Bollywood Movie Reviews
Chop Shop Review: The White Tiger Director’s Earlier Masterpiece
Chop Shop(Amazon Prime Video)
Starring Alejandro Polanco ,Isamar Gonzales
Directed by Ramin Bahrani
Rating: **** ½
Long before The White Tiger which has opened worldwide to rave reviews and will stream from 22 January in India,American director Ramin Bahrani of Iranian descent , had made this monumental ode to street-children in New York. In its adherence to an almost hand-held camera-credibility and in casting non-actors in key roles Chop Shop reminded me of Mira Nair’s Salaam Bombay.
Like Nair’s film Chop Shop is raw and hurting, and unsparing in its physical detailing of squalor. But it’s also deeply affectionate in its attitude towards its young protagonist, a 12-year Latin American boy played by a child with no previous acting experience.To say that young Alejandro Polanco lives the role would be understatement. Alejandro , or ‘Ale’ in the film is so close to the character that the line between cinema and reality gets blurred and cancelled out, leaving us with a portrayal of deprivation and uncertainty that is underlined by a vigorous hopefulness.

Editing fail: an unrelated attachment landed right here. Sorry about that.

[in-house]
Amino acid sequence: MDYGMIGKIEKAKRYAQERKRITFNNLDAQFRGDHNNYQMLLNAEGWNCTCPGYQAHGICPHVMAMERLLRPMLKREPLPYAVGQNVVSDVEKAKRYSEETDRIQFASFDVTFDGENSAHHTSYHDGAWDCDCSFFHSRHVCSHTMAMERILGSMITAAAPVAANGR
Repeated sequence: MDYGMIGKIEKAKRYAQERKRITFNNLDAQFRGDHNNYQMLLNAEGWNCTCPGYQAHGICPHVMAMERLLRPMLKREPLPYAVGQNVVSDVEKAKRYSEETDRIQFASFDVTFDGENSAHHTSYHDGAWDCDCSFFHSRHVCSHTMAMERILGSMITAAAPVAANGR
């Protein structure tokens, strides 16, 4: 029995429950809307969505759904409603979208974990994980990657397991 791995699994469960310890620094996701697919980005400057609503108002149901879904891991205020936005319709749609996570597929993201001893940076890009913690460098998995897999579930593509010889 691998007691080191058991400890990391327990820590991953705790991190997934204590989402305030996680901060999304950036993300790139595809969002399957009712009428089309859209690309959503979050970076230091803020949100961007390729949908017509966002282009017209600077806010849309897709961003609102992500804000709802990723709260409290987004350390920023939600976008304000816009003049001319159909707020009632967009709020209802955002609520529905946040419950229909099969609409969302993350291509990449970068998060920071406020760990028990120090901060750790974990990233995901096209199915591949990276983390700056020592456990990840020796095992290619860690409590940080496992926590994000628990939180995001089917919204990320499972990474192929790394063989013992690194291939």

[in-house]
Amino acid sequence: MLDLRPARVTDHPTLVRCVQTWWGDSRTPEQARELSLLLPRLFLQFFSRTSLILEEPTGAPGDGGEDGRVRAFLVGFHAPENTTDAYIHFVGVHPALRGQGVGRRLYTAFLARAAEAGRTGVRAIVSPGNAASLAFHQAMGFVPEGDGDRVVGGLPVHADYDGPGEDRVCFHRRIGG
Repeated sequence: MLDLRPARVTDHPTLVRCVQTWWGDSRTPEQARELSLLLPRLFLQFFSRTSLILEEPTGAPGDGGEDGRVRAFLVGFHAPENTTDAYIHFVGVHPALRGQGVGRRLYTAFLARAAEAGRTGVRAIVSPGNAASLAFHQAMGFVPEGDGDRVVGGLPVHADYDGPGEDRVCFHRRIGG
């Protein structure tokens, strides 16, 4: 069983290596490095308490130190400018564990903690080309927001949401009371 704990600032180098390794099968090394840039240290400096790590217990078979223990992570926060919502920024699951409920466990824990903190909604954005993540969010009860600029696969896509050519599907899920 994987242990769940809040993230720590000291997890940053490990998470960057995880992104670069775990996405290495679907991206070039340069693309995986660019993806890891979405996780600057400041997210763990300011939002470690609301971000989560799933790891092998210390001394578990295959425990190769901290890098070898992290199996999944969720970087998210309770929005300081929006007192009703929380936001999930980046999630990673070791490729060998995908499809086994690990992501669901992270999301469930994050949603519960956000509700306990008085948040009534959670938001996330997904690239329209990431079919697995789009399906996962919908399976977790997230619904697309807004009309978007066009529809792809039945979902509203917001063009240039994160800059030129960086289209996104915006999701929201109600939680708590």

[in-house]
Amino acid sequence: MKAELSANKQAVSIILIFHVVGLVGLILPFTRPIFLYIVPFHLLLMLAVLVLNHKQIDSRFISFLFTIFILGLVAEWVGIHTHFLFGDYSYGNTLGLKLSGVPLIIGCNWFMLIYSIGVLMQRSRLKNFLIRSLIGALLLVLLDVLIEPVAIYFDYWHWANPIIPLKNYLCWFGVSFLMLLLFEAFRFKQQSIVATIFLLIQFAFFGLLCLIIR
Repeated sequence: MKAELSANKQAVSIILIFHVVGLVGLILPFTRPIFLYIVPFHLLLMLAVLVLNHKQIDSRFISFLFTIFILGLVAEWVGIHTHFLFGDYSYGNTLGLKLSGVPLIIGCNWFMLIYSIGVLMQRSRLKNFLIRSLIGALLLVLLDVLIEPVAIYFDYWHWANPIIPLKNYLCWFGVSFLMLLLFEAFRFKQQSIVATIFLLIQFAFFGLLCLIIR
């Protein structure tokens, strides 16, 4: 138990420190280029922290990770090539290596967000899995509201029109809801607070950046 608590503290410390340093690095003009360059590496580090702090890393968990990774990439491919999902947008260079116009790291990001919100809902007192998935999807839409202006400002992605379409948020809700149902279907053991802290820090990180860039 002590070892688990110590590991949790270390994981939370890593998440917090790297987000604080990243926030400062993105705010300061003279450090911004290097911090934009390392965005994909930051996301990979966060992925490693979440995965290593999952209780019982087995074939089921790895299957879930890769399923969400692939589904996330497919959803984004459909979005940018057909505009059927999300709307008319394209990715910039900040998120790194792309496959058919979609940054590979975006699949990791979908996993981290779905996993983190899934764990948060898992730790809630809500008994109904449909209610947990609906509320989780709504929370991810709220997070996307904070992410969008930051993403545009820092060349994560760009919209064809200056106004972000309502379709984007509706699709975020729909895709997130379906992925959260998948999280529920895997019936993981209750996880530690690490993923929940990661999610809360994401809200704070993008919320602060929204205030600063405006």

Although Ale lives at the bottom-most level of migratory existence in Queens(NY) with his older sister in a room small enough to be a chicken coop Ale is happy to have a roof on their head and food in their belly.The heartbreaks are many. During the time we see Ale’s struggle to stay afloat, two really awful life-changing incidents occur.
Rahim Bahrani leaves no room for sentimental stock-taking. As we move from day to day in Ale’s life, there is a stunting sameness to the modes of survival on the road. And yet each day is different. Each day is the same and yet the world looks different, more hopeful for Ale .There is a magical mutating of monotony happening every moment in this film about the survival of the swiftest.For those who grow up on the street getting out of it is a distant (American) dream.
Every moment of Chop Shop is precious without creating an imbalance between the real and the cinematic universe. Michael Simmonds’ camera wanders silently prowling discreetly but directly through the poorest sections of New York where scrapyards flourish, young boys who should be in school spend their time stealing car parts and watching girls perform oral sex in cars and trucks.
This is a world held together only by the will to survive. Director Ramin Bahrani understands the hope and the hopelessness of the have-nots only too well. Just how well, you shall soon know in The White Tiger.